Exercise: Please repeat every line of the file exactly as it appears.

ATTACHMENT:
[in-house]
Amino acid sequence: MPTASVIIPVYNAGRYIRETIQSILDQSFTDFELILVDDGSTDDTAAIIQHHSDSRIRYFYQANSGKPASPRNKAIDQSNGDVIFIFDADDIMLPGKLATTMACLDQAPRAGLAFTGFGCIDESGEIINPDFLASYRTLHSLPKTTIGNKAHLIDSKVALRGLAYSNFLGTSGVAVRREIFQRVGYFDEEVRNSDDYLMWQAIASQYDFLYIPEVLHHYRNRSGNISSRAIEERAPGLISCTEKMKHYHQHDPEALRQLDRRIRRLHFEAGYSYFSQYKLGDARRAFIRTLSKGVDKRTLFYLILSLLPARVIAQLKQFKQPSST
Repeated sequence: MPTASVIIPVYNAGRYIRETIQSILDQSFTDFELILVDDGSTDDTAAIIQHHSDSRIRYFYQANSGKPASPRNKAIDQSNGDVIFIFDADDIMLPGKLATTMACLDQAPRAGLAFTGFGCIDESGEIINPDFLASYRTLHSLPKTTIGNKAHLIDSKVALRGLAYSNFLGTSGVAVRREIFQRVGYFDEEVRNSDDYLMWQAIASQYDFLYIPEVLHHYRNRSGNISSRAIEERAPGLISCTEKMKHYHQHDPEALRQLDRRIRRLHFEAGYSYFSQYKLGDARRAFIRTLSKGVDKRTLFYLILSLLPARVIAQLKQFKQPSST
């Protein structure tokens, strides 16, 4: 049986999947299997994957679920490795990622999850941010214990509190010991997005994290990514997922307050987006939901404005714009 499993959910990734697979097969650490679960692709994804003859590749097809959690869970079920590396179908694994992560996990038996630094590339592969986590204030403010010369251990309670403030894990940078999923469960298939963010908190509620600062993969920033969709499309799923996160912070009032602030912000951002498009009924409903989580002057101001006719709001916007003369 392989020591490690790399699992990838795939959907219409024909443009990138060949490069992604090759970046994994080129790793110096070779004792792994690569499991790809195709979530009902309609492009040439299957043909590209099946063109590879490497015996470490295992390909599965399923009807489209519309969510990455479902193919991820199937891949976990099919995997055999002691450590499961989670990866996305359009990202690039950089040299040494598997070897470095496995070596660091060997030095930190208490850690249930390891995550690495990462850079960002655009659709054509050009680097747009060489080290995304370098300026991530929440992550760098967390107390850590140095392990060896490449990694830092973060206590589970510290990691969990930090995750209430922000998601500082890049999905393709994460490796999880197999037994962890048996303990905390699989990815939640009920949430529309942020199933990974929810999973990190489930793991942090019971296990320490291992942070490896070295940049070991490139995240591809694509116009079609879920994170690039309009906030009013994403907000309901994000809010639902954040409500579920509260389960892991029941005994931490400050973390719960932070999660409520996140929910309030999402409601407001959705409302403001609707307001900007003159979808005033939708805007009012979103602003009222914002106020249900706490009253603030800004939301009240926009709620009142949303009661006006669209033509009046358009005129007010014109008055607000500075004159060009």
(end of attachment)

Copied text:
[in-house]
Amino acid sequence: MPTASVIIPVYNAGRYIRETIQSILDQSFTDFELILVDDGSTDDTAAIIQHHSDSRIRYFYQANSGKPASPRNKAIDQSNGDVIFIFDADDIMLPGKLATTMACLDQAPRAGLAFTGFGCIDESGEIINPDFLASYRTLHSLPKTTIGNKAHLIDSKVALRGLAYSNFLGTSGVAVRREIFQRVGYFDEEVRNSDDYLMWQAIASQYDFLYIPEVLHHYRNRSGNISSRAIEERAPGLISCTEKMKHYHQHDPEALRQLDRRIRRLHFEAGYSYFSQYKLGDARRAFIRTLSKGVDKRTLFYLILSLLPARVIAQLKQFKQPSST
Repeated sequence: MPTASVIIPVYNAGRYIRETIQSILDQSFTDFELILVDDGSTDDTAAIIQHHSDSRIRYFYQANSGKPASPRNKAIDQSNGDVIFIFDADDIMLPGKLATTMACLDQAPRAGLAFTGFGCIDESGEIINPDFLASYRTLHSLPKTTIGNKAHLIDSKVALRGLAYSNFLGTSGVAVRREIFQRVGYFDEEVRNSDDYLMWQAIASQYDFLYIPEVLHHYRNRSGNISSRAIEERAPGLISCTEKMKHYHQHDPEALRQLDRRIRRLHFEAGYSYFSQYKLGDARRAFIRTLSKGVDKRTLFYLILSLLPARVIAQLKQFKQPSST
């Protein structure tokens, strides 16, 4: 049986999947299997994957679920490795990622999850941010214990509190010991997005994290990514997922307050987006939901404005714009 499993959910990734697979097969650490679960692709994804003859590749097809959690869970079920590396179908694994992560996990038996630094590339592969986590204030403010010369251990309670403030894990940078999923469960298939963010908190509620600062993969920033969709499309799923996160912070009032602030912000951002498009009924409903989580002057101001006719709001916007003369 392989020591490690790399699992990838795939959907219409024909443009990138060949490069992604090759970046994994080129790793110096070779004792792994690569499991790809195709979530009902309609492009040439299957043909590209099946063109590879490497015996470490295992390909599965399923009807489209519309969510990455479902193919991820199937891949976990099919995997055999002691450590499961989670990866996305359009990202690039950089040299040494598997070897470095496995070596660091060997030095930190208490850690249930390891995550690495990462850079960002655009659709054509050009680097747009060489080290995304370098300026991530929440992550760098967390107390850590140095392990060896490449990694830092973060206590589970510290990691969990930090995750209430922000998601500082890049999905393709994460490796999880197999037994962890048996303990905390699989990815939640009920949430529309942020199933990974929810999973990190489930793991942090019971296990320490291992942070490896070295940049070991490139995240591809694509116009079609879920994170690039309009906030009013994403907000309901994000809010639902954040409500579920509260389960892991029941005994931490400050973390719960932070999660409520996140929910309030999402409601407001959705409302403001609707307001900007003159979808005033939708805007009012979103602003009222914002106020249900706490009253603030800004939301009240926009709620009142949303009661006006669209033509009046358009005129007010014109008055607000500075004159060009």